Why AuDHD makes you not want to use a calendar

a teenage boy ignoring phone alarm
I’ve been thinking about why so many folks I know with AuDHD (my sons included) often wait until something “occurs to them” before they do it, instead of just scheduling it on a calendar. When I ask what made it difficult to follow through on a task, the answer is often, “It didn’t occur to me.”
The more I thought about how my sons’ and clients’ minds work, the more certain reasons for this issue made sense.
For starters, our sense of time can be different or almost nonexistent. The future often feels like this abstract, far-off thing that’s hard to grasp. So the urgency of a scheduled task doesn’t hit us until it’s right in front of our faces.
There’s also the whole executive functioning thing. These are the mental skills that help us manage time, stay organized, and follow through with tasks. For us, creating and sticking to a schedule can be more of a challenge because our executive functions don’t always work the way we’d like them to.
Our brains are drawn to things we’re good at and enjoy, and to things shiny and new. We like our dopamine hits like we like our coffee: immediate, energizing, and on demand. We may also see things we aren’t good at (e.g. time-management) as threats to our safety because they could result in embarrassment, frustration, or another emotion that could become too much to handle. Managing emotions is an executive function.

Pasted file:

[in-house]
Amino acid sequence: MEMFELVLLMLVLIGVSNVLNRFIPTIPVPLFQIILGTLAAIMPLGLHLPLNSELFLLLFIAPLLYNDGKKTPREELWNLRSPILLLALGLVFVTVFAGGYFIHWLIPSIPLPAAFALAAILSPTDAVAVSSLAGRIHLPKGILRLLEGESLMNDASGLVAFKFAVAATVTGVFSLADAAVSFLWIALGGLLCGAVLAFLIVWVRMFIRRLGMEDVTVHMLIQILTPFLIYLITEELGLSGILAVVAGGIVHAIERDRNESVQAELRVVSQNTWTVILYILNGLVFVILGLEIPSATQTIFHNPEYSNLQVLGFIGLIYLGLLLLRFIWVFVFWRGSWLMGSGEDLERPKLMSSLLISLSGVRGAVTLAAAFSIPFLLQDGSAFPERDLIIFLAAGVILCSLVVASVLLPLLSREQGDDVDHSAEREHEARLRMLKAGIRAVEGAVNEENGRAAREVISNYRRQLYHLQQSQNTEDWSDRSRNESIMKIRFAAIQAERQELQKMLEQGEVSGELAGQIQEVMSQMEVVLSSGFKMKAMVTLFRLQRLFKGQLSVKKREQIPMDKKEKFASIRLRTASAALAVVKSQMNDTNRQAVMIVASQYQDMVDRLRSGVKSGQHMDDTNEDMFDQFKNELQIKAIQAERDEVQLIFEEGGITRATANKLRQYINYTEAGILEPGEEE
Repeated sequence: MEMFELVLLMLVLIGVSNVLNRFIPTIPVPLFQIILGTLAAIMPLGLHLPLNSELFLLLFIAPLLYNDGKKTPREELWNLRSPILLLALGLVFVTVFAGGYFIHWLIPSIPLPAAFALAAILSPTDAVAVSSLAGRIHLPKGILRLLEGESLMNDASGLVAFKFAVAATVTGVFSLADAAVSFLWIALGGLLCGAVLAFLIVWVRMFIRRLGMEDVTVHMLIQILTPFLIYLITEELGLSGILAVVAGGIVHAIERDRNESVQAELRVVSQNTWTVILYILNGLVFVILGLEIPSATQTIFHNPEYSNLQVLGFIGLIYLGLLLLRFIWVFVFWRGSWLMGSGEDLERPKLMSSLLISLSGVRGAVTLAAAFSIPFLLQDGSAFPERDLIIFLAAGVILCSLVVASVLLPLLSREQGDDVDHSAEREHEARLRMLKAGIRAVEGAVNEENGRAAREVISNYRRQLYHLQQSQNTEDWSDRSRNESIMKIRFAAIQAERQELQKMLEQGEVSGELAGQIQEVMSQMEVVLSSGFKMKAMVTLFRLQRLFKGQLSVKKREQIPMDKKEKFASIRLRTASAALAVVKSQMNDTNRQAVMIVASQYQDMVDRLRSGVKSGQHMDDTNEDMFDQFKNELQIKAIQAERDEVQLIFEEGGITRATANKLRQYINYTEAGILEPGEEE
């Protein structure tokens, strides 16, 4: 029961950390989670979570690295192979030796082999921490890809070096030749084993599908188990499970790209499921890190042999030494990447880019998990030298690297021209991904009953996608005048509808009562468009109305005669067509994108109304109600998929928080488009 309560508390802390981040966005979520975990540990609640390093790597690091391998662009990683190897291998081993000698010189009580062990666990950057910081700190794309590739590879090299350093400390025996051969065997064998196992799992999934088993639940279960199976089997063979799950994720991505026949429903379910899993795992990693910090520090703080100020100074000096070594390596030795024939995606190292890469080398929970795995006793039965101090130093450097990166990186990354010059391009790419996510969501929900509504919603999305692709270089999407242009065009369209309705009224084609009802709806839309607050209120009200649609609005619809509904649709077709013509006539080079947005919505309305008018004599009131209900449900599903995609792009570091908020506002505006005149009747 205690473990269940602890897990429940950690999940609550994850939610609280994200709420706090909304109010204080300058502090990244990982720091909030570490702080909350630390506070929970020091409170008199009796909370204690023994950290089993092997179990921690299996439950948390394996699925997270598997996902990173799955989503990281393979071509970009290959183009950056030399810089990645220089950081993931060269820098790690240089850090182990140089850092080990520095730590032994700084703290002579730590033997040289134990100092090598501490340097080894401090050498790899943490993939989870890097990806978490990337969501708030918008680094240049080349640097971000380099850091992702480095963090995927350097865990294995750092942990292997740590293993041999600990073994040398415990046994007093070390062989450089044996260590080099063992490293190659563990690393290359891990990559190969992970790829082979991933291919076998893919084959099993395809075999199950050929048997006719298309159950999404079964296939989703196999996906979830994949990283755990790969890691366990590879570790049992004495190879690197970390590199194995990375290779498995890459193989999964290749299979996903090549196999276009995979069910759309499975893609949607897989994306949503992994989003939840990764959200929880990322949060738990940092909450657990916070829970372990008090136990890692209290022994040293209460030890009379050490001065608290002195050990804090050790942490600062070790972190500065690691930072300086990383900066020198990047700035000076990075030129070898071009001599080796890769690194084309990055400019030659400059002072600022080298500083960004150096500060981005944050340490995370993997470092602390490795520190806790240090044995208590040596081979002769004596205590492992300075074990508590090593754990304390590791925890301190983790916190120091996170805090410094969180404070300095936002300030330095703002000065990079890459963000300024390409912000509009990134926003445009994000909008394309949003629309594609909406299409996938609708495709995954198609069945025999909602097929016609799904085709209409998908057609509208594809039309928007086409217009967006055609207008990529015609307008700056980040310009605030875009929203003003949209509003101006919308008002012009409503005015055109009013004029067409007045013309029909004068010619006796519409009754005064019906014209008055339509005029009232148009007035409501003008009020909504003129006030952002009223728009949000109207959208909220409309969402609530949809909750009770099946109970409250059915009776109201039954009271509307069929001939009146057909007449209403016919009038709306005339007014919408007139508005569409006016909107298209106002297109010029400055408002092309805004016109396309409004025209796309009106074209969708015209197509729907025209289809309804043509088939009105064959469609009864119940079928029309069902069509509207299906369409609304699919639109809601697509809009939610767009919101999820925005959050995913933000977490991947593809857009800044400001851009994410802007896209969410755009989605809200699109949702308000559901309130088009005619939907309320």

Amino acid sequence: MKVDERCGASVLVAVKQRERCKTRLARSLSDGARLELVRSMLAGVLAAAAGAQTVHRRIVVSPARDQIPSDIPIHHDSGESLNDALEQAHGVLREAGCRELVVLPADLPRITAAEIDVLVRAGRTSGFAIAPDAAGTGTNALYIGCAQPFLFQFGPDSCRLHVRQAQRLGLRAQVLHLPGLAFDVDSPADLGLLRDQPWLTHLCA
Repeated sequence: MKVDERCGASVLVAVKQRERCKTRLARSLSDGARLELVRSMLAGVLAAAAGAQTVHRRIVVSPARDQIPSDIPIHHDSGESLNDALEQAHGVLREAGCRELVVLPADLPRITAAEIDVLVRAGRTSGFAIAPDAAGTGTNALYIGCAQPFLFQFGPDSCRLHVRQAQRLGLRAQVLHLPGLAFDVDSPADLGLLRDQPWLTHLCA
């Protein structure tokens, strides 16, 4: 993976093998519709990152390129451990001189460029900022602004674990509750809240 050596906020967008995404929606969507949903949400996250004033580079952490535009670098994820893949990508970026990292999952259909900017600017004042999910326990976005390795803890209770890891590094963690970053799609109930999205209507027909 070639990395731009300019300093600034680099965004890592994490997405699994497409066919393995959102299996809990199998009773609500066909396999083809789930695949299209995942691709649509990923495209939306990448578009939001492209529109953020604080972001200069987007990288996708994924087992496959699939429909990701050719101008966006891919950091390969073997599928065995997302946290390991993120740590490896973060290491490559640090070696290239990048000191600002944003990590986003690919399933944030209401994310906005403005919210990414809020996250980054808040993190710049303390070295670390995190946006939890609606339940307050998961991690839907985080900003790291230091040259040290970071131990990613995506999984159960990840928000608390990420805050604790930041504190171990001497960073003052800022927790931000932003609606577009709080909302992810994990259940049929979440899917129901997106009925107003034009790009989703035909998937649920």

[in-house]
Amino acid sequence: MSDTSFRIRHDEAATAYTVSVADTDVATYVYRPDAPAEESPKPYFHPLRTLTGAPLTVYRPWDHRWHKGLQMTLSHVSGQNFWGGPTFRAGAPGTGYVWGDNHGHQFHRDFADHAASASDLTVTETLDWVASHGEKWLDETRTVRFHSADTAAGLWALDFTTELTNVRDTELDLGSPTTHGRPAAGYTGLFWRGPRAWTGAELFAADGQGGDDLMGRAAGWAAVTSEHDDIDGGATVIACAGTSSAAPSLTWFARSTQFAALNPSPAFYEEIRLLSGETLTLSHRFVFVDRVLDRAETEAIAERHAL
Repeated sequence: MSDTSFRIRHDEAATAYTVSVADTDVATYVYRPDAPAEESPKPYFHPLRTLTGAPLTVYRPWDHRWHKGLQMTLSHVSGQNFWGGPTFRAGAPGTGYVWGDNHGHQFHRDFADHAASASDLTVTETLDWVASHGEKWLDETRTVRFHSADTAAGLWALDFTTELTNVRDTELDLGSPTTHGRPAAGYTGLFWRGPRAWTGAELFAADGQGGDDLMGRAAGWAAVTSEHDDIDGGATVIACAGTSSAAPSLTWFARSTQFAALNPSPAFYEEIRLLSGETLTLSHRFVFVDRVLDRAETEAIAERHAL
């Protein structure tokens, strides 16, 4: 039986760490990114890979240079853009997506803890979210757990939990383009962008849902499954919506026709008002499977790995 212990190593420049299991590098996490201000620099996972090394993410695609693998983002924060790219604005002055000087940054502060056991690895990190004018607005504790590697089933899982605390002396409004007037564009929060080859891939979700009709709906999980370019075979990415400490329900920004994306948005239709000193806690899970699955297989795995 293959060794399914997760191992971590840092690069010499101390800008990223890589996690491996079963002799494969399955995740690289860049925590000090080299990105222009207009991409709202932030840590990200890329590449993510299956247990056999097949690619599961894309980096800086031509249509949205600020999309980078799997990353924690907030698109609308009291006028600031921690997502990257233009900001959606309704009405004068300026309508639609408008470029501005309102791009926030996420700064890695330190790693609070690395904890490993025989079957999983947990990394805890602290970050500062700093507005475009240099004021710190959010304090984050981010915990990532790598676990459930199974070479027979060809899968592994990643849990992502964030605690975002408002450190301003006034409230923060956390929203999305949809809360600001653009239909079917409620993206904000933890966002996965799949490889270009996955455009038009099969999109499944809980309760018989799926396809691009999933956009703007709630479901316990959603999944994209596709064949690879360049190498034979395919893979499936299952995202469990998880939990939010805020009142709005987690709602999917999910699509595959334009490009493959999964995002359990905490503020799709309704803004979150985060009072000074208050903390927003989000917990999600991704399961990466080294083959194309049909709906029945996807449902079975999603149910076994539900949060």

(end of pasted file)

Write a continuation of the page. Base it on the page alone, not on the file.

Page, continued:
We can find motivation elusive unless the task at hand happens right now, seems interesting, or is somehow urgent. So, waiting until something “occurs to us” meets all of those needs. It’s like, “Oh crap, I almost forgot!” Now, completing the task is immediate, interesting, and urgent, which feels a lot more natural to us.
Then there’s the issue of task initiation, getting started. Just because something is scheduled doesn’t mean we’ll actually start it. A lot of us ignore the reminders we set. Sometimes, it’s easier to jump into a task when it spontaneously comes to mind and feels like the right moment. One of my boys is adamant about this. He insists it needs to feel right before he can do it.
And let’s not forget about the overwhelm factor. Managing a schedule can feel like a lot. Planning, setting reminders, and following through can add to our mental load. So, waiting until something occurs to us can just feel less intimidating and more manageable.
Finding strategies that work better with our brains is easier the better we understand how this quality shows up for us individually. Maybe that means someone helping to set up your digital calendar and reminders, scheduling multiple reminders for each appointment, or using some other tool that interrupts you. The key is to embrace the way our brains work and find what fits best for us.
Hope this helps! Let’s keep finding ways to work with our brains, not against them.
If this resonates with you and you want to dive deeper into learning strategies to help with this, reach out to me. Together, we can explore approaches tailor made to help you or someone you care about to navigate life’s responsibilities more effectively.
Thanks for being you,
Brian R. King, MSW
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